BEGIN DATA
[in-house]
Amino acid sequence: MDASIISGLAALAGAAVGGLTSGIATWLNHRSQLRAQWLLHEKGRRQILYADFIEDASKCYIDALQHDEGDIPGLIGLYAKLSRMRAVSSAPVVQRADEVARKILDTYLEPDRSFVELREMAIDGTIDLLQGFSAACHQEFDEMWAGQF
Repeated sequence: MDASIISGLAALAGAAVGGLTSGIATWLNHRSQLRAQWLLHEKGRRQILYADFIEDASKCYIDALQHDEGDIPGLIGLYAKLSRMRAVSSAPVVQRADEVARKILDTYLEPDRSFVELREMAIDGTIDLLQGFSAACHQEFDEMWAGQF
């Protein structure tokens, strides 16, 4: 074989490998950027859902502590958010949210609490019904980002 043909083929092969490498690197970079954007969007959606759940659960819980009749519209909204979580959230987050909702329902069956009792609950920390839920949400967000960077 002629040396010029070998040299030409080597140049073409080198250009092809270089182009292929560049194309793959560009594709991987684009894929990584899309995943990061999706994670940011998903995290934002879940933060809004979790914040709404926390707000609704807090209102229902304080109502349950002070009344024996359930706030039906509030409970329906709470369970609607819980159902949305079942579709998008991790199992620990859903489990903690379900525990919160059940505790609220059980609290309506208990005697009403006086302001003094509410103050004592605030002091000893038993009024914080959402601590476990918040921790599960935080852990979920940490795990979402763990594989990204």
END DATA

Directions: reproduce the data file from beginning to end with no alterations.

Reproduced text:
[in-house]
Amino acid sequence: MDASIISGLAALAGAAVGGLTSGIATWLNHRSQLRAQWLLHEKGRRQILYADFIEDASKCYIDALQHDEGDIPGLIGLYAKLSRMRAVSSAPVVQRADEVARKILDTYLEPDRSFVELREMAIDGTIDLLQGFSAACHQEFDEMWAGQF
Repeated sequence: MDASIISGLAALAGAAVGGLTSGIATWLNHRSQLRAQWLLHEKGRRQILYADFIEDASKCYIDALQHDEGDIPGLIGLYAKLSRMRAVSSAPVVQRADEVARKILDTYLEPDRSFVELREMAIDGTIDLLQGFSAACHQEFDEMWAGQF
């Protein structure tokens, strides 16, 4: 074989490998950027859902502590958010949210609490019904980002 043909083929092969490498690197970079954007969007959606759940659960819980009749519209909204979580959230987050909702329902069956009792609950920390839920949400967000960077 002629040396010029070998040299030409080597140049073409080198250009092809270089182009292929560049194309793959560009594709991987684009894929990584899309995943990061999706994670940011998903995290934002879940933060809004979790914040709404926390707000609704807090209102229902304080109502349950002070009344024996359930706030039906509030409970329906709470369970609607819980159902949305079942579709998008991790199992620990859903489990903690379900525990919160059940505790609220059980609290309506208990005697009403006086302001003094509410103050004592605030002091000893038993009024914080959402601590476990918040921790599960935080852990979920940490795990979402763990594989990204």